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Preventing child abuse and neglect spares a child pain and suffering, both physical and psychological. This is intuitively and morally preferable to intervening “after the fact.” Further, early intervention or prevention may be more effective than later intervention. For example, the time when a family has a new baby often is described as “a window of opportunity,” and early efforts to support the family and strengthen their parenting abilities may be particularly effective and cost-effective.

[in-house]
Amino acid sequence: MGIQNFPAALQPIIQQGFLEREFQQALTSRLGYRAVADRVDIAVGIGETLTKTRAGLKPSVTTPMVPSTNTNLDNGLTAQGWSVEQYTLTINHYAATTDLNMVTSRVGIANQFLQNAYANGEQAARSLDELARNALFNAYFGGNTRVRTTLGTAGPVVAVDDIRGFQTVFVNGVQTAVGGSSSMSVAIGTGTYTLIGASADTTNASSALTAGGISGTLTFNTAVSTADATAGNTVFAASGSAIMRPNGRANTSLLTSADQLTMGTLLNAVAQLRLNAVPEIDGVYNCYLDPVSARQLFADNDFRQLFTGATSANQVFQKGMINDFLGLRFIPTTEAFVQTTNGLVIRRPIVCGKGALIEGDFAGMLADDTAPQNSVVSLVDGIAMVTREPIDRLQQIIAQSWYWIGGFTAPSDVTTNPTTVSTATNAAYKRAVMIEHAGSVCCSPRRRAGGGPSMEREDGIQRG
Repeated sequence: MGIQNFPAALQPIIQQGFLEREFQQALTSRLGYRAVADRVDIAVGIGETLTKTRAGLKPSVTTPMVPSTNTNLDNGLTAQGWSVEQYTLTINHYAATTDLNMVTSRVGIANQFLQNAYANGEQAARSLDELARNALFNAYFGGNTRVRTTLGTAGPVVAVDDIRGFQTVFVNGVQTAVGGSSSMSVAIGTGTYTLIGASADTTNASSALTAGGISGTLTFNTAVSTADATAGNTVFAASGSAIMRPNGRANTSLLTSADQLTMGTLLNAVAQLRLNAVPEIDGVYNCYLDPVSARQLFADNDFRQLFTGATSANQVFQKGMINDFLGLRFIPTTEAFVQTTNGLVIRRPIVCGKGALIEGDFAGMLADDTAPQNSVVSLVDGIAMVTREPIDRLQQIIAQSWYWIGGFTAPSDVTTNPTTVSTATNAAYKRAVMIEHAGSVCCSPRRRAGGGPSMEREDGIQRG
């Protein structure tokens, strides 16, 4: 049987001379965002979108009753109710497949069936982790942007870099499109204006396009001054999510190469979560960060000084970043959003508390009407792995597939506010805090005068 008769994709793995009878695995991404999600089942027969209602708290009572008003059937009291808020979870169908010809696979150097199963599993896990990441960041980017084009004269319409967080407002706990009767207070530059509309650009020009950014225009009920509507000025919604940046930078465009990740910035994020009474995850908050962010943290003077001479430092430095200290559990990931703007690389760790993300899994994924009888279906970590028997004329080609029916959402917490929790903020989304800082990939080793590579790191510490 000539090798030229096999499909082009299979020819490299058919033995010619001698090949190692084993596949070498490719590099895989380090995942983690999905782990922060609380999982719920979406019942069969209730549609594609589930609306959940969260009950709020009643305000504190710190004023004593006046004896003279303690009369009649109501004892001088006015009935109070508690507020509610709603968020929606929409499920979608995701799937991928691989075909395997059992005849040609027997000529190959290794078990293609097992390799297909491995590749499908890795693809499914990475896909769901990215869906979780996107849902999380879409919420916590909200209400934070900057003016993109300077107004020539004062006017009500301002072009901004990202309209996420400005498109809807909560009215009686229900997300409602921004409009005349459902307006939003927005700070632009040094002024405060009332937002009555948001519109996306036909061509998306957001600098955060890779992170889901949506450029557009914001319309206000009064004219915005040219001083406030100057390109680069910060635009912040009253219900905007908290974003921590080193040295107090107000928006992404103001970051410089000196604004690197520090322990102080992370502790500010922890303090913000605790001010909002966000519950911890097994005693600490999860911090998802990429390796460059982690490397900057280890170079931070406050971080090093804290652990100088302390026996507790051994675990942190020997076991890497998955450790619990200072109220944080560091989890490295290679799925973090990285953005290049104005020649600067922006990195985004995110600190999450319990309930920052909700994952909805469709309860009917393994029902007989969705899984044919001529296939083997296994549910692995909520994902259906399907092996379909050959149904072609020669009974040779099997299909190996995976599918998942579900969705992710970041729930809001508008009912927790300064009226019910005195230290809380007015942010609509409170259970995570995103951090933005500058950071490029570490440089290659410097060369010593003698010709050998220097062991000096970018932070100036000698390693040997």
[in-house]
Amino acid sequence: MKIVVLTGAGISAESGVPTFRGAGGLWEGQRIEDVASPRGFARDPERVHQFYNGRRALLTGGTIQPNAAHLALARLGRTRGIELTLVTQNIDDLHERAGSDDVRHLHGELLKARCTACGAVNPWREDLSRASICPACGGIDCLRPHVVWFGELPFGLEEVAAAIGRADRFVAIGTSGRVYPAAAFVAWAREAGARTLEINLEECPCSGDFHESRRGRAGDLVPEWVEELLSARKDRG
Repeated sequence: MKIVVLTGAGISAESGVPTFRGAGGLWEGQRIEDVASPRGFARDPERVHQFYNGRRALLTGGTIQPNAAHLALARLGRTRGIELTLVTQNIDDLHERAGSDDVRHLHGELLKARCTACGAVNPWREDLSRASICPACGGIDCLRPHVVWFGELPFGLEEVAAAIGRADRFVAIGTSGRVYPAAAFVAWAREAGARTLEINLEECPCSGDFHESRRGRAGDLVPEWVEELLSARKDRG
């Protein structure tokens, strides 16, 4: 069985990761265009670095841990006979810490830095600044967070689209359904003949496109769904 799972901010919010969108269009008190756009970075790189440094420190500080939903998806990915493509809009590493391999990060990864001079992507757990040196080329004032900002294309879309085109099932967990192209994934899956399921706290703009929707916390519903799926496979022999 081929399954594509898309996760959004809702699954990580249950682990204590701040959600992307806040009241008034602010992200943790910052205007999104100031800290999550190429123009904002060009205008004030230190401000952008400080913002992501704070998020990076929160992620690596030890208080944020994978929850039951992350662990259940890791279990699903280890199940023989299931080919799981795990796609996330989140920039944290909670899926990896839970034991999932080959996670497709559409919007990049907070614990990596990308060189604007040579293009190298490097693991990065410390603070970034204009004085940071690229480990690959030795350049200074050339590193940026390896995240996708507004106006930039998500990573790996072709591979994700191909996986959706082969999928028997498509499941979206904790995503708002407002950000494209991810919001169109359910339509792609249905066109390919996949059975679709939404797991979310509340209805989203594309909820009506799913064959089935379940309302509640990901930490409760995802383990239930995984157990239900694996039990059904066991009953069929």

Child maltreatment is not a rare phenomenon. Data from the 3rd National Incidence Study of Child Abuse and Neglect revealed that approximately 1% of children were identified as abused and 1.5% as neglected in 1993, and these rates are likely the “tip of the iceberg.” A number of studies have found that as many as one in four girls and one in ten boys has been...

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